Does your dashcam put you within scope of the GDPR?

Dashcams have become a common feature on vehicles, with drivers eager to document their innocence when it comes to accidents or legal matters. Some insurers even offer drivers discounts for installing such devices in their cars.

However, Ireland’s DPC (DataProtection Commission) has warned that dash cams might be more hassle than they’re worth. It issued guidance last week stating that the footage collected by dashcams is considered personal data under the GDPR (General Data Protection Regulation), because the devices identify and record vehicle registration numbers and people’s faces.


Could you be fined for using a dashcam?

You only need to be concerned about this if you use a dashcam in a business context. This generally means any job in which you are paid to drive.

Any other use of a dashcam is considered “personal or household activities”, which are exempt from the GDPR. This is the same reason that things such as your address book and phone contact lists aren’t considered personal data.

Professional drivers should only use a dashcams if their organisation has mandated its use. That’s because there are several steps that organisations must to take to process the information lawfully. If you don’t do this, you are in violation of the GDPR and could be fined.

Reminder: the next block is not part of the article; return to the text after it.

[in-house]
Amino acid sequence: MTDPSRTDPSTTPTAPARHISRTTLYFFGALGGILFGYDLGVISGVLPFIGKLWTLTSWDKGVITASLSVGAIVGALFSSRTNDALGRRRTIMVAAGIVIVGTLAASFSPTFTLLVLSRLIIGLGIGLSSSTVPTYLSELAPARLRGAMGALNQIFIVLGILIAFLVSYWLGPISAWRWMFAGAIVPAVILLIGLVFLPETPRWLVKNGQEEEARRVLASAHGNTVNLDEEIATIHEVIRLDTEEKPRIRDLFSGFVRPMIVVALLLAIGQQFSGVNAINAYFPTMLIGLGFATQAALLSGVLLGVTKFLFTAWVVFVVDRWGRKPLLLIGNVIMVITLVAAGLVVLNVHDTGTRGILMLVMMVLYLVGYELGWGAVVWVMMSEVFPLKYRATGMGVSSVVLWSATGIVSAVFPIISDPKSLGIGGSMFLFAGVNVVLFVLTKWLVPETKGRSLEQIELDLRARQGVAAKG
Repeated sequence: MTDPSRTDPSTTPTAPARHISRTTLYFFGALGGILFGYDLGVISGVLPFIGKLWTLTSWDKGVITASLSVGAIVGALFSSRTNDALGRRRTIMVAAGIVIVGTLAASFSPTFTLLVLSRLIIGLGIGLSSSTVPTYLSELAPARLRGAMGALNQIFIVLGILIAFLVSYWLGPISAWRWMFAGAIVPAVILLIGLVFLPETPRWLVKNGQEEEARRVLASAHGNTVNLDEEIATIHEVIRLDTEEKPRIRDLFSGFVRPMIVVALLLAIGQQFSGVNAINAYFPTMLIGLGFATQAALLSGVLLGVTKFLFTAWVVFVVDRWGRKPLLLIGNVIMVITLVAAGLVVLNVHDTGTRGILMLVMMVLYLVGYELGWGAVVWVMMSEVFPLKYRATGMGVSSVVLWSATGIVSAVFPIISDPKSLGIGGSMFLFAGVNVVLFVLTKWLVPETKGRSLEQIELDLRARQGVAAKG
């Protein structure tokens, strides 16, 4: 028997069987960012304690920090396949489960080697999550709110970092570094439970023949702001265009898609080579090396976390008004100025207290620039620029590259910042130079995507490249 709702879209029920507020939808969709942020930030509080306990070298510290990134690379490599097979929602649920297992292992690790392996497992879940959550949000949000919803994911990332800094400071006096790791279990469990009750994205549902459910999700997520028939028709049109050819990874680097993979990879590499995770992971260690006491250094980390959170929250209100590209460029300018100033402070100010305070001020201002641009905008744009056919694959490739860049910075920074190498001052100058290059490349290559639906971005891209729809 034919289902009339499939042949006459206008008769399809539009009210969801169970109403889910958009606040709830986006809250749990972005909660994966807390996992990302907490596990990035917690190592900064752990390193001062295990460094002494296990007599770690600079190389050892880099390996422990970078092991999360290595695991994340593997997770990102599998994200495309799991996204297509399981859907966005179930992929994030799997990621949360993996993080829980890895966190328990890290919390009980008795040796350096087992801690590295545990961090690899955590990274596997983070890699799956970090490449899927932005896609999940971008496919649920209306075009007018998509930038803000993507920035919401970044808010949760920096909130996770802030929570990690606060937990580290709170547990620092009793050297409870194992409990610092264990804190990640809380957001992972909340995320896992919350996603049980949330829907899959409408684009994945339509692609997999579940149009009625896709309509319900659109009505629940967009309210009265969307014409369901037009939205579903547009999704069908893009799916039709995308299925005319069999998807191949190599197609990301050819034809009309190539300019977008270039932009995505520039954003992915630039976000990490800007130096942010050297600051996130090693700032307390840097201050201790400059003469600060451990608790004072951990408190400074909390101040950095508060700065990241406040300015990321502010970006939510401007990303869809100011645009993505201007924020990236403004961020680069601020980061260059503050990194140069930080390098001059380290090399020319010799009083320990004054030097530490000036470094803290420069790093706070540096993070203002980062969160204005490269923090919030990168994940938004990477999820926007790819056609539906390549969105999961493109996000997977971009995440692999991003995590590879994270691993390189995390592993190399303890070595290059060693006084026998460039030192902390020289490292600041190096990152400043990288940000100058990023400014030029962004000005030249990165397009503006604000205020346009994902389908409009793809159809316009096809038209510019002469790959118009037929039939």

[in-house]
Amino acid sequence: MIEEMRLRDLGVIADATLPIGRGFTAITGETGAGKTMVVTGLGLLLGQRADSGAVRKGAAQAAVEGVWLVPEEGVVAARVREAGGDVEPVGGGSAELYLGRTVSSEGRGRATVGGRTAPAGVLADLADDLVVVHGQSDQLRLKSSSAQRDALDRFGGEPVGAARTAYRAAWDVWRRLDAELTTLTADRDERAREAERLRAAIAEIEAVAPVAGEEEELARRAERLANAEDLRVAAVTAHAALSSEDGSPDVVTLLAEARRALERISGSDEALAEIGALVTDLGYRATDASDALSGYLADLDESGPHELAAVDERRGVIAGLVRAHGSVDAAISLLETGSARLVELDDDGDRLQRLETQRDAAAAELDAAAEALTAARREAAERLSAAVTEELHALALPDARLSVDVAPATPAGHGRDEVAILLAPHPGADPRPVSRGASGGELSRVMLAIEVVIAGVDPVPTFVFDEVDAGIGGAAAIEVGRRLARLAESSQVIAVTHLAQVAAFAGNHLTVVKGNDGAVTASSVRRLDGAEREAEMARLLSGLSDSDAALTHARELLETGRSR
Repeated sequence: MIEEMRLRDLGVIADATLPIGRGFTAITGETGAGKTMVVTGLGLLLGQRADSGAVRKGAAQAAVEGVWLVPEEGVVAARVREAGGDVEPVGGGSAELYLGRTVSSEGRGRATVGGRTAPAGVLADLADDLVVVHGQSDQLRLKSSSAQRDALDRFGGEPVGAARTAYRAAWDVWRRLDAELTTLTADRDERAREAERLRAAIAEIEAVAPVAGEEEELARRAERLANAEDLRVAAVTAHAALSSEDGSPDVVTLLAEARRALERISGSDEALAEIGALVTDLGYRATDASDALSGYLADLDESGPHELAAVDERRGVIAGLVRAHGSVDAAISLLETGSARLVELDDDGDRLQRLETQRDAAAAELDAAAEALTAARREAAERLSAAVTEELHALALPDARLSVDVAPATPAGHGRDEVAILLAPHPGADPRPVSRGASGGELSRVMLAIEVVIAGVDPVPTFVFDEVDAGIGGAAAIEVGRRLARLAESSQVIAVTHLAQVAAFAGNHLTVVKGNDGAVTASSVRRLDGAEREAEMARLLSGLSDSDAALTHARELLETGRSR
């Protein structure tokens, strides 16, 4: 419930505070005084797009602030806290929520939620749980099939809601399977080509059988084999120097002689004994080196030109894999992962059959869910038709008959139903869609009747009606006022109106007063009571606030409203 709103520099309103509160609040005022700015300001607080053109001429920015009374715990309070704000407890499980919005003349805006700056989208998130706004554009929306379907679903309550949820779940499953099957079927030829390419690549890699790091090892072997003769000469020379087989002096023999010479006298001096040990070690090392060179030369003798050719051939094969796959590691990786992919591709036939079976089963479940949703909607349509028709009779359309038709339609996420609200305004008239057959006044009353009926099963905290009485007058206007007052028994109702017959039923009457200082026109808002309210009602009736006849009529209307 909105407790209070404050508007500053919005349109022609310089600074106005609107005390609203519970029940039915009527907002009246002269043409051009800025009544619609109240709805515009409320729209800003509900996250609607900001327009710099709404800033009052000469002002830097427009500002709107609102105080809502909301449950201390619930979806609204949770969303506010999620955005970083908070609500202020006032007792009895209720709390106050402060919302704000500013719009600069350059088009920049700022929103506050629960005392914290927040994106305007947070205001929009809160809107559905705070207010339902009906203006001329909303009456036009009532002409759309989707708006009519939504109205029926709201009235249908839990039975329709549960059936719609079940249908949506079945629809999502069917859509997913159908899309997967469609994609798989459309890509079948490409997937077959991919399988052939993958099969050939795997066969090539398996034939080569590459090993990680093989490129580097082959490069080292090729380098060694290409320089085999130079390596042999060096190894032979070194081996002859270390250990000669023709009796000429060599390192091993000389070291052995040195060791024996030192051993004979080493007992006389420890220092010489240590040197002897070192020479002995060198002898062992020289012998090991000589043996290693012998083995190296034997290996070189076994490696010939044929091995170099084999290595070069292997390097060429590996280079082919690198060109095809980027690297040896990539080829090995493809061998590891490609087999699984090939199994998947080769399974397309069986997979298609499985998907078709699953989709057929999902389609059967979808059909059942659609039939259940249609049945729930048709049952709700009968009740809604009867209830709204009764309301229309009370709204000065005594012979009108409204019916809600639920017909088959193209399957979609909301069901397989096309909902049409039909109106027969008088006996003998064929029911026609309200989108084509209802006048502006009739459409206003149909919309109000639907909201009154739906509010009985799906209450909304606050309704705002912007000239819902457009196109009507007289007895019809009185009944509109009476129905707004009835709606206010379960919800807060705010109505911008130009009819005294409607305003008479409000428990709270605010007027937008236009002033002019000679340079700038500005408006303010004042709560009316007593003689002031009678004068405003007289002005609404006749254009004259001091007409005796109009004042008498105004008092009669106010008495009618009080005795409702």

Meeting your compliance requirements

The first thing organisations must do if they plan to collect dashcam footage is to identify a lawful basis for collecting the information. This will most likely be legal obligation or legitimate interests.

They must also create a policy stating why they need the information and how it will be used.

Additionally, organisations are required to conduct a DPIA (data protection impact assessment) to identify any data privacy issues that might arise from collecting dashcam footage.

Lastly, organisationsmust make sure the vehicle the dashcam is in and the premises where the footage is stored are both kept secure. They must also make sure there is a secure method for transferring the footage from one location to the other.


Worried about how else the GDPR affects you?

If you want to know about other ways the GDPR affects your organisation, you should consider enrolling on our GDPR Foundation Training Course.

This one-day course provides a comprehensive introduction to the GDPR, helping you to get to grips with the Regulation.

The course is available in venues across Europe, as well as in Live Online, in-house and distance learning formats.

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